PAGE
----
Winter is represented in the Water element and the health of our kidneys and bladder. This season encourages receptivity, introspection and a seeking of warmth in our foods. The health of our kidneys is most affected at this time.
By keeping our kidneys healthy we encourage strong bones, good hearing, healthy hair; urinary, sexual and reproductive balance; good growth development and stable emotions. Persons with healthy kidneys are active, calm and courageous with gentle nurturing demeanors. They can accomplish a great deal without stress.
To encourage the storage of energy needed to keep our kidneys warm, sea-salty and bitter foods are appropriate. Use sea salt but use it in moderation as excess can also weaken organs. Bitter foods are a combination of bitter with other flavors and strengthen the body-mind connection.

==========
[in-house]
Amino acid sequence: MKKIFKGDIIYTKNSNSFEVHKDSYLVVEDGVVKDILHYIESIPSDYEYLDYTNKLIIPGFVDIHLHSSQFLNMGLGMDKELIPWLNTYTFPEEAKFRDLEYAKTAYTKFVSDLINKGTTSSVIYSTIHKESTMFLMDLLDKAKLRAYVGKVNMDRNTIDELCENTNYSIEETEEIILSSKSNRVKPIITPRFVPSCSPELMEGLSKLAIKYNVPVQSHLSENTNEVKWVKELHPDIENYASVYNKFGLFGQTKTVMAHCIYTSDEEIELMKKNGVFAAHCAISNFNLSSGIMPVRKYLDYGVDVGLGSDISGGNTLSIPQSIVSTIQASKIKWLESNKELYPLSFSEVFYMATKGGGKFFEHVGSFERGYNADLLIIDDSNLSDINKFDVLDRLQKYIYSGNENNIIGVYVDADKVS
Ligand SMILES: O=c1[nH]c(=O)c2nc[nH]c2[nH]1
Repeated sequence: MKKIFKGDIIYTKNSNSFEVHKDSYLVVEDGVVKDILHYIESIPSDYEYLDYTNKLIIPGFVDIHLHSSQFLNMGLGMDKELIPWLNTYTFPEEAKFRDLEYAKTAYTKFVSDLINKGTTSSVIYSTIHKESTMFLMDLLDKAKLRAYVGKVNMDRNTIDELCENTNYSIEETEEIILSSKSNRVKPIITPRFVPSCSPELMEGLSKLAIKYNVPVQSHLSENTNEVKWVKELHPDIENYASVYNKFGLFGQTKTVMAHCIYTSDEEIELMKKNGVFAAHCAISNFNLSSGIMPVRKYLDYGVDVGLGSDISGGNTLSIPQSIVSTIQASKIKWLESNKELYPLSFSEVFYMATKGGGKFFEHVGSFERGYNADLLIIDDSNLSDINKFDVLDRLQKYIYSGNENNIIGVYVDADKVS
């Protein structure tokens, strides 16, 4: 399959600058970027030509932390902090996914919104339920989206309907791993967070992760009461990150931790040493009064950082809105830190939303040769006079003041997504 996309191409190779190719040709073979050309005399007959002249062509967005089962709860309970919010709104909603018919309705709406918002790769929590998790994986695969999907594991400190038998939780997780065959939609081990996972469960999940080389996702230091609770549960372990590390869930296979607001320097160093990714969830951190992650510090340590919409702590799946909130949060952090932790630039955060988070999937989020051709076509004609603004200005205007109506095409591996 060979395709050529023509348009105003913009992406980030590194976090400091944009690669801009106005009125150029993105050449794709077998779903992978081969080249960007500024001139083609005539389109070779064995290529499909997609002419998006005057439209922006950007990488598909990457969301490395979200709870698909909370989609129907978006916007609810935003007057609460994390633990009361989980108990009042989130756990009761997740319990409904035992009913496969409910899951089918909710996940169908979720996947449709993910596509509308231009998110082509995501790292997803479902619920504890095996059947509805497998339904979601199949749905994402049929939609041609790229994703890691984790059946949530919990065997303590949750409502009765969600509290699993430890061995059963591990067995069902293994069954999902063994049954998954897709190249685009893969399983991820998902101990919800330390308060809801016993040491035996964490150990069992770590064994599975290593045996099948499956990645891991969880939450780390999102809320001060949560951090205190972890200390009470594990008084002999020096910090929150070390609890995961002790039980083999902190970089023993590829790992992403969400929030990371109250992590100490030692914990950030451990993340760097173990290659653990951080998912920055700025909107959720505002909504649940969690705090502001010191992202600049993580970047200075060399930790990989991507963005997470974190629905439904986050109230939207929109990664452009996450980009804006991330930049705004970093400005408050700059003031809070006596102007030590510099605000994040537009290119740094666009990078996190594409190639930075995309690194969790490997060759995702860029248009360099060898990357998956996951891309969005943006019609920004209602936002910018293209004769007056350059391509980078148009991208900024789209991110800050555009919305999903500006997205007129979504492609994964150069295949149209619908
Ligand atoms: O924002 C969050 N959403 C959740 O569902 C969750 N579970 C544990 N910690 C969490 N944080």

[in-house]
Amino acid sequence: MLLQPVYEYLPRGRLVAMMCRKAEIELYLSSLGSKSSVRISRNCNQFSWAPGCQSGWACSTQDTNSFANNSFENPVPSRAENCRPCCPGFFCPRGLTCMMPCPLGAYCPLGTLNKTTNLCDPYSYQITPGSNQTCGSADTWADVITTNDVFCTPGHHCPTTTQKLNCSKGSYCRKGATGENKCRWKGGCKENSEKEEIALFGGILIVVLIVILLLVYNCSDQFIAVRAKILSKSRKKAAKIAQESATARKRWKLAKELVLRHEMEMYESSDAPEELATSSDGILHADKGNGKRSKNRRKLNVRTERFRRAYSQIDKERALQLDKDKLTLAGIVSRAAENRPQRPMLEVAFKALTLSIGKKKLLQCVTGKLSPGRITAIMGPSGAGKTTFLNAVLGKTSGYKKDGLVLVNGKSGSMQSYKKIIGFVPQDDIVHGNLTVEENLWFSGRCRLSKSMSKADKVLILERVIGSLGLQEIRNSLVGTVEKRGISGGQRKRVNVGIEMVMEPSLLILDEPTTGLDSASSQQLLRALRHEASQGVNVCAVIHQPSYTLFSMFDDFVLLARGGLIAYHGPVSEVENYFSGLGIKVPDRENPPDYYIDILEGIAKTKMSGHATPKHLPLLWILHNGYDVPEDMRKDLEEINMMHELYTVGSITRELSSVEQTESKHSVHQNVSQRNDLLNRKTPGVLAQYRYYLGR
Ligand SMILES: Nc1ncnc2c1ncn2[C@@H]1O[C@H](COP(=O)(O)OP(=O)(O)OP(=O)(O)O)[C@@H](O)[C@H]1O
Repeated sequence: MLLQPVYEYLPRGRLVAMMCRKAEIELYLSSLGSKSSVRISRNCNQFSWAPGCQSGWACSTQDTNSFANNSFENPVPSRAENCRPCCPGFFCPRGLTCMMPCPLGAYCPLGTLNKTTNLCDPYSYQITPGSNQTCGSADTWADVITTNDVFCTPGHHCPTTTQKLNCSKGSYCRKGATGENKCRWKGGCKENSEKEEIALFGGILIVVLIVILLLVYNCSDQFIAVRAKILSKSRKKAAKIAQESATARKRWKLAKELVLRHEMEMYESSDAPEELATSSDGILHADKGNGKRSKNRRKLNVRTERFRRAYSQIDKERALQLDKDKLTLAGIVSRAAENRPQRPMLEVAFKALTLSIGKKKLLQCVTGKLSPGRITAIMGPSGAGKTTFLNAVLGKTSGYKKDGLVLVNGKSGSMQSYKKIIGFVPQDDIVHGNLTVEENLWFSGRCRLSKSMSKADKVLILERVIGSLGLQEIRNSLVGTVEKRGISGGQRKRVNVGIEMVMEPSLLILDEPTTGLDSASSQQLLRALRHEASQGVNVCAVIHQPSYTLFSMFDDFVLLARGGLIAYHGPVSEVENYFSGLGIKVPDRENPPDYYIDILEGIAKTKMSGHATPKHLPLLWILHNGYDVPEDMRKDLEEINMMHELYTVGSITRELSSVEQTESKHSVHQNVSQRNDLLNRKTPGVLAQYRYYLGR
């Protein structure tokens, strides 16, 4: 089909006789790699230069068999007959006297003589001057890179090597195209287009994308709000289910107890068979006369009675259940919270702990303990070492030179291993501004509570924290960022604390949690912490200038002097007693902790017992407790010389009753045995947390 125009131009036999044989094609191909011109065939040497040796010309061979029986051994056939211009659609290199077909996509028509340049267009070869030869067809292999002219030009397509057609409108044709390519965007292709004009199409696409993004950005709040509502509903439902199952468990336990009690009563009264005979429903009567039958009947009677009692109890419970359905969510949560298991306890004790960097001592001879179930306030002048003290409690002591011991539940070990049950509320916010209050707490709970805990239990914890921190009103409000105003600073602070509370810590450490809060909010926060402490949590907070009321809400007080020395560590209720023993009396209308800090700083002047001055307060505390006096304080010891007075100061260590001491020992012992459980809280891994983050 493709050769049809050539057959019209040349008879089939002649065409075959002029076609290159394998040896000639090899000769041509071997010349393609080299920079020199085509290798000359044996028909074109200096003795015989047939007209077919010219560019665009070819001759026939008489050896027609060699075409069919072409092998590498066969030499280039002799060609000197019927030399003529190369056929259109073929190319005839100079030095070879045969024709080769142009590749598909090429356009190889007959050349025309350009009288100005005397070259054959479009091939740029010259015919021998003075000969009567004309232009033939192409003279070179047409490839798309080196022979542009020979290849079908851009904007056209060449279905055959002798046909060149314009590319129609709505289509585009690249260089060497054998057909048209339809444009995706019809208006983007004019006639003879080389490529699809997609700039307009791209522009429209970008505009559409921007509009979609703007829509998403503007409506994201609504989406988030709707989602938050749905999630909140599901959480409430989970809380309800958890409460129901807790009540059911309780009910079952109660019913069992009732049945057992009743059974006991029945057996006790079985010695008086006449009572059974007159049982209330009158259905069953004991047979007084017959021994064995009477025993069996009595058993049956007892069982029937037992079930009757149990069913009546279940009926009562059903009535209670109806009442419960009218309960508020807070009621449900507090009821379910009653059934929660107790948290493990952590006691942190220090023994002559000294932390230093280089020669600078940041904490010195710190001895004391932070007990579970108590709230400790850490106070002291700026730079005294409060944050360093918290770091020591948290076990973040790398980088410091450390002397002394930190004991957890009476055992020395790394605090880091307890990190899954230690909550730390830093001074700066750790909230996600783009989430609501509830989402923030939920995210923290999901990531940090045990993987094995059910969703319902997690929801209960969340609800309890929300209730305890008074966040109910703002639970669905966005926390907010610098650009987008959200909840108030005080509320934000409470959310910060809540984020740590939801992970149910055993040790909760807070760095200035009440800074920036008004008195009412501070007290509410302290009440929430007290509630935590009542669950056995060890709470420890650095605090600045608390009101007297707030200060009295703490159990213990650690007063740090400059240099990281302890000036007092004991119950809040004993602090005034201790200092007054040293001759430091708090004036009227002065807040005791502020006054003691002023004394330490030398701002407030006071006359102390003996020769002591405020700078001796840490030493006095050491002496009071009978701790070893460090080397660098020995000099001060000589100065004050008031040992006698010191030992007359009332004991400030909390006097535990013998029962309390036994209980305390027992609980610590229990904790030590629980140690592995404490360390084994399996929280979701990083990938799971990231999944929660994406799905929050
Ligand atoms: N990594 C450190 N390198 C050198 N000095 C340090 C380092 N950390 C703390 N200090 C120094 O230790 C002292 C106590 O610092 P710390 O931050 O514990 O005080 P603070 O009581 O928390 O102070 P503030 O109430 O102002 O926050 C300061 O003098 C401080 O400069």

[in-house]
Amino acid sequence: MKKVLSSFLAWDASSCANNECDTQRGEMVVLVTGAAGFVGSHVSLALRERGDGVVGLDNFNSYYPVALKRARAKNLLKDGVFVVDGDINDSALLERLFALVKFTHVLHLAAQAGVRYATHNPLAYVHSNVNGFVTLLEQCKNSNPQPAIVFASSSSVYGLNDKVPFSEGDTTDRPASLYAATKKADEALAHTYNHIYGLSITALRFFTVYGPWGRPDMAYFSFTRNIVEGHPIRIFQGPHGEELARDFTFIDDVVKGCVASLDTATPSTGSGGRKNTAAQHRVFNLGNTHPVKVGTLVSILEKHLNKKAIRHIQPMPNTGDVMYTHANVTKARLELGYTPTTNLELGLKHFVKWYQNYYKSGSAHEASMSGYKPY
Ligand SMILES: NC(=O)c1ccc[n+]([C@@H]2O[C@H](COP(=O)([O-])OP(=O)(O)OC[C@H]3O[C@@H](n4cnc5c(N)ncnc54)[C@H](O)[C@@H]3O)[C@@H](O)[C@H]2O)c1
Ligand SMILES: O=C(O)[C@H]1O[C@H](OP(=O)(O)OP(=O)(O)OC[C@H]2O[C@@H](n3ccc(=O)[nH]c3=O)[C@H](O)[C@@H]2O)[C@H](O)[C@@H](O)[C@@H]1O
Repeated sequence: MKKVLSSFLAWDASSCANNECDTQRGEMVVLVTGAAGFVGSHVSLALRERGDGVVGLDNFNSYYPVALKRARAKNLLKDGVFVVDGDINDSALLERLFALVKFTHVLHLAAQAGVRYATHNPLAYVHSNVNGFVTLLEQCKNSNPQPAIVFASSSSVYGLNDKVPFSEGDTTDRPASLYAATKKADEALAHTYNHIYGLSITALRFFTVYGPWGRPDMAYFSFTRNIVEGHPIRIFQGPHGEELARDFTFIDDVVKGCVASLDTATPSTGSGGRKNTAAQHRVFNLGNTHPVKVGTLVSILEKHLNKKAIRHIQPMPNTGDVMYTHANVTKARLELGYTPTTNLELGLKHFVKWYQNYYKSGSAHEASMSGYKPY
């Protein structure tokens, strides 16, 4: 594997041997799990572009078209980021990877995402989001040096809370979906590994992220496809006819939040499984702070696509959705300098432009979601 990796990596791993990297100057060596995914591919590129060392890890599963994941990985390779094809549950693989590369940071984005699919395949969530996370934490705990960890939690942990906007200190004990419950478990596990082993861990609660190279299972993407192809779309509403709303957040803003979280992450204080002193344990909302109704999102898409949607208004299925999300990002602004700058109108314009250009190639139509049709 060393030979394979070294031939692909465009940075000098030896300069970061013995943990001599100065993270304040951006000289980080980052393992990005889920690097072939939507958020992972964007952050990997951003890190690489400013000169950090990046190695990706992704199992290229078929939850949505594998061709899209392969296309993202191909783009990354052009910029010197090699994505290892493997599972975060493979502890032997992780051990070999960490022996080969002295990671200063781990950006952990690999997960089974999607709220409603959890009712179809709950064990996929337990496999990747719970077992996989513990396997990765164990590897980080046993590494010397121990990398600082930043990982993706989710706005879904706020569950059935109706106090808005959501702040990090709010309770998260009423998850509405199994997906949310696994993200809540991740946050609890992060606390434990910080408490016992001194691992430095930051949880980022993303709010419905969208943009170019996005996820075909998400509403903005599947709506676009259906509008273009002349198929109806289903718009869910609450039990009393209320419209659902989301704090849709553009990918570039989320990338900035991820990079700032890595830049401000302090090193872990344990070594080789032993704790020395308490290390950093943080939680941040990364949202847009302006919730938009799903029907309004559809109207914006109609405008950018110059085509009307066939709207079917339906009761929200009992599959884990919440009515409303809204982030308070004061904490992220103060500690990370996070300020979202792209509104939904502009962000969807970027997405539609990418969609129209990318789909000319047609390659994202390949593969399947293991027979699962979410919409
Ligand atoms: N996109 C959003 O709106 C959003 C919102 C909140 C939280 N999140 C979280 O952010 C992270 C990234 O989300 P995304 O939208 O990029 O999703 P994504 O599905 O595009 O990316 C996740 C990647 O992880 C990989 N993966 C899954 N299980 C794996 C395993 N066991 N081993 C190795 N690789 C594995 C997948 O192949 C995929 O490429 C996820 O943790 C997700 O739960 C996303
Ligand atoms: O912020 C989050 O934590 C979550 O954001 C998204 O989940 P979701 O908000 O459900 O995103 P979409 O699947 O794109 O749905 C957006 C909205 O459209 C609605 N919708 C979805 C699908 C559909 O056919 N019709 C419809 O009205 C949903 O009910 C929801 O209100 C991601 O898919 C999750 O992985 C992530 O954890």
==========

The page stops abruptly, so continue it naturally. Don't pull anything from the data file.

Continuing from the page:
Hearty foods that require longer cooking methods are most beneficial during this season and create effective protection against cold weather. Emphasize grains, brown rice, millet, barley, beans, root vegetables like squash, and reduce the proportion of salads and fruits in your diet. Incorporate lots of hearty soups, whole grains and roasted nuts.
Use sautéing when adding bushy greens, peas and chestnuts. Use sea salt, miso and shoyu to provide the weight and heartiness needed if you do not use animal protein foods. Combine with lettuce, watercress, endive, escarole, turnip, celery, asparagus, alfalfa, carrot top, rye, oats, quinoa and amaranth to balance the bitter flavor. These foods nurture resolution, strength of will and feelings of trust
Flavors create balance and help bring the body into harmony with the seasonal influences. The sea-salty flavor of winter moistens dryness in the body, softens hardened lumps and stiffness and improves digestion, helping to detoxify and purge.
Pauline Wolf, CHHP, Certified Provincial Instructor, is a practicing Colon Hydrotherapist in Campbell River and loves to share her wealth of knowledge of holistic healing.